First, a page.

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Lions’ Caldwell ripe with anticipation

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ALLEN PARK, Mich. — Detroit Lions head coach Jim Caldwell rarely talks about his emotions, but in looking ahead to 2015, he couldn’t hold back his anticipation.

“I’m probably about as excited as I could be this time of year,” Caldwell said Sunday after veterans reported for camp. “It’s an unusual (feeling) when I’m standing up in front of these guys this afternoon at 3 o’clock (Sunday). You can hear the buzz in the air, the excitement, the camaraderie, just the opportunity that we have.

“I feel fortunate and blessed to get a chance to coach once again, to lead a team once again. I’m excited about that. I’m excited about the challenges.”

The challenges the Lions face — besides an exceptional Packers team and an improved Vikings squad — are clear going into next season. First, the Lions have to replace All-Pro defensive tackle Ndamukong Suh, but Caldwell and the players aren’t thinking about the man who left for Miami in free agency.

“What happens with us depends on the guys in our locker room, not necessarily who’s not here,” Caldwell said. “It’s who’s here and what they do and how they perform, and we focus on that more than anything else.”

Plus, the Lions have a plan for replacing Suh as Haloti Ngata, their top offseason acquisition, will take his spot as the left defensive tackle. They also have to fill the void left by Nick Fairley and C.J. Mosley, but the coaches hope Tyrunn Walker, formerly of the Saints, can become a solid starter at right defensive tackle with some young players stepping in as backups.

When asked what his biggest concern is for next season, Caldwell said, “Everything.” Beyond the defensive line, the Lions tried to revamp their running game this offseason with a younger offensive line and by replacing Reggie Bush with rookie Ameer Abdullah. If the Lions can run more effectively, they’ll be closer to fulfilling Caldwell’s desire for a more balanced offense.

Matthew Stafford’s performance will be critical to the Lions improving an offense that ranked 19th overall in 2014.

Caldwell didn’t like hearing that Stafford lacks a killer instinct, which one NFL offensive coach told ESPN in its recent quarterback tiers story.

“I think you probably should ask the guy who made that statement,” Caldwell said. “I don’t think he’s out here on the field working with him. (Stafford is) a guy that does have what it takes to win. We’re interested in a championship quarterback; he has the necessary qualities to be just that.”

Stafford himself is more focused.

“Obviously, you’ve got to continue to get better,” Stafford said Monday after the first practice. “We had some positive things that we did, and we’ve got some things that we need to work on just like every practice. But, I’m confident in this group. We’ve got a bunch of guys that like to work hard and we’re going to do what it takes to make sure we’re playing good football on offense.”

As many different ways as there are to dissect the team, Caldwell’s goal is simple.

“My anticipation is that we can put together a team that’s better than last year’s team,” Caldwell said, referencing last year’s 11-5 finish. “That’s the goal, and we have to get that done. It’s not only a want; we must. And I think there’s a lot that goes into it.”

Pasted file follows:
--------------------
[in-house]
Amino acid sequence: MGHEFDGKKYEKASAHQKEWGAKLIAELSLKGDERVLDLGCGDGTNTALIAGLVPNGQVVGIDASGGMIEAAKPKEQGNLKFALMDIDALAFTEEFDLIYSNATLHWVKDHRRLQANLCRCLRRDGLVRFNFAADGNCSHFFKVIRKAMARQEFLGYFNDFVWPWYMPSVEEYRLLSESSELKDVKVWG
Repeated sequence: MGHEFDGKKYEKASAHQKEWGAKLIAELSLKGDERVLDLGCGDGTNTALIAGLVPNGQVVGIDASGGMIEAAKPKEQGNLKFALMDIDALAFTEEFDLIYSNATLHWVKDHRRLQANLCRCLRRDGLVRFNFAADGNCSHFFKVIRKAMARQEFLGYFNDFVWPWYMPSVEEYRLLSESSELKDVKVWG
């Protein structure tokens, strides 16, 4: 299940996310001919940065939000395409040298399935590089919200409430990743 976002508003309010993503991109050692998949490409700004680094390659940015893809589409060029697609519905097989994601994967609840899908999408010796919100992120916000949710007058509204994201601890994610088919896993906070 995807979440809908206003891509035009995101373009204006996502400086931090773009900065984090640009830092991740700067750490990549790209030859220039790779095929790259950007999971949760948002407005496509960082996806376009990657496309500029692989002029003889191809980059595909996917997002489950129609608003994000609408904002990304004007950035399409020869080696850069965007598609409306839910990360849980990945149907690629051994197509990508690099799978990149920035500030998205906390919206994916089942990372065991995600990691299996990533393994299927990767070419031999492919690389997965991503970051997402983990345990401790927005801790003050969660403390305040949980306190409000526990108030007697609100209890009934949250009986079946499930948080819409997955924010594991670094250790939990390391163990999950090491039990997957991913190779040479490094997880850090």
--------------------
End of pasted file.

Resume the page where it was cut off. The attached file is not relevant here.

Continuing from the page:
In addition to simply playing better, Caldwell mentioned that players must avoid the hubris that often follows a playoff berth. He said he told the team in the spring about the failings of good teams from year to year, and although there’s been significant roster turnover, some Lions players still remember going 4-12 in 2012 after their 10-6 finish and postseason appearance in 2011.

“Coming off the season that we had last year, there’s an itch to get back to it because we know what we can do and what we’re capable of,” punter Sam Martin said. “We’re just excited to get going.”

–Defensive Haloti Ngata went on the active/non-football injury list Monday before the first practice. He’s dealing with a hamstring strain and shouldn’t be out long.

The Lions also have three players on the active/physically unable to perform list: running back Joique Bell (knee/Achilles), offensive tackle LaAdrian Waddle (knee) and defensive end Jason Jones (knee). Waddle is likely the only one in danger of missing the start of the regular season, and Jones said he hopes to participate in at least one preseason game.

“I’m feeling good,” Jones said. “Just take my time with it and let the trainers and (coach Jim) Caldwell decide when I’ll be ready to go back out there.”

Jones is also looking forward to lining up next to Ngata when they’re both healthy.

“It’ll be important for both of us to be out there together,” he said. “I can’t wait to play with him, alongside of him, and I can’t wait to get back out there with my teammates.”

–Second-year tight end Eric Ebron had the highlight of practice, high-pointing a ball on a seam and reeling it in while falling over linebacker Stephen Tulloch.

“That’s what I came to do,” said Ebron, last year’s 10th overall pick.

–The Lions traded second-year cornerback Mohammed Seisay to the Seattle Seahawks Sunday, receiving a sixth-round pick in return. Seisay was unlikely to make the Lions’ roster, but at 6-foot-2, he fits the profile of other Seahawks cornerbacks.

–Besides the players on PUP and NFI, rookie cornerback Alex Carter was the only player sitting Monday. The third-round pick will likely be a backup option on the outside.


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